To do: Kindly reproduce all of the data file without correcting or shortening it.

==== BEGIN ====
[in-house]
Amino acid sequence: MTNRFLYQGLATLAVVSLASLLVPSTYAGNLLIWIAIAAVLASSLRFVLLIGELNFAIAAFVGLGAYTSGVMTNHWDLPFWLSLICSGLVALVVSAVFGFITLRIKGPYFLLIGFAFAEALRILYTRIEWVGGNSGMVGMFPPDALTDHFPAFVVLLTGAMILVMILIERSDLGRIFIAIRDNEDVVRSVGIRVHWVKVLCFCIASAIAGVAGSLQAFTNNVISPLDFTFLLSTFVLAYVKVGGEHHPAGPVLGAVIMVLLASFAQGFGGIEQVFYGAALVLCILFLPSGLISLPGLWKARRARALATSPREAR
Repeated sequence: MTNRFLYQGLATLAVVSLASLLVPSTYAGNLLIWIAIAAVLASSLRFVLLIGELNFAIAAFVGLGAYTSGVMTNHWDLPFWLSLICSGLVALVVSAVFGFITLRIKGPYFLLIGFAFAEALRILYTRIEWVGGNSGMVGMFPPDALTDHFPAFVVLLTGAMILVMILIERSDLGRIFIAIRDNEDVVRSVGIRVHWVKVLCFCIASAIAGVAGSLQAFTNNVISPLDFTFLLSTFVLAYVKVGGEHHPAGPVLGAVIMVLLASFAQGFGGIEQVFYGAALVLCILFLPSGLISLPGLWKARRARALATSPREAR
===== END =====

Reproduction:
[in-house]
Amino acid sequence: MTNRFLYQGLATLAVVSLASLLVPSTYAGNLLIWIAIAAVLASSLRFVLLIGELNFAIAAFVGLGAYTSGVMTNHWDLPFWLSLICSGLVALVVSAVFGFITLRIKGPYFLLIGFAFAEALRILYTRIEWVGGNSGMVGMFPPDALTDHFPAFVVLLTGAMILVMILIERSDLGRIFIAIRDNEDVVRSVGIRVHWVKVLCFCIASAIAGVAGSLQAFTNNVISPLDFTFLLSTFVLAYVKVGGEHHPAGPVLGAVIMVLLASFAQGFGGIEQVFYGAALVLCILFLPSGLISLPGLWKARRARALATSPREAR
Repeated sequence: MTNRFLYQGLATLAVVSLASLLVPSTYAGNLLIWIAIAAVLASSLRFVLLIGELNFAIAAFVGLGAYTSGVMTNHWDLPFWLSLICSGLVALVVSAVFGFITLRIKGPYFLLIGFAFAEALRILYTRIEWVGGNSGMVGMFPPDALTDHFPAFVVLLTGAMILVMILIERSDLGRIFIAIRDNEDVVRSVGIRVHWVKVLCFCIASAIAGVAGSLQAFTNNVISPLDFTFLLSTFVLAYVKVGGEHHPAGPVLGAVIMVLLASFAQGFGGIEQVFYGAALVLCILFLPSGLISLPGLWKARRARALATSPREAR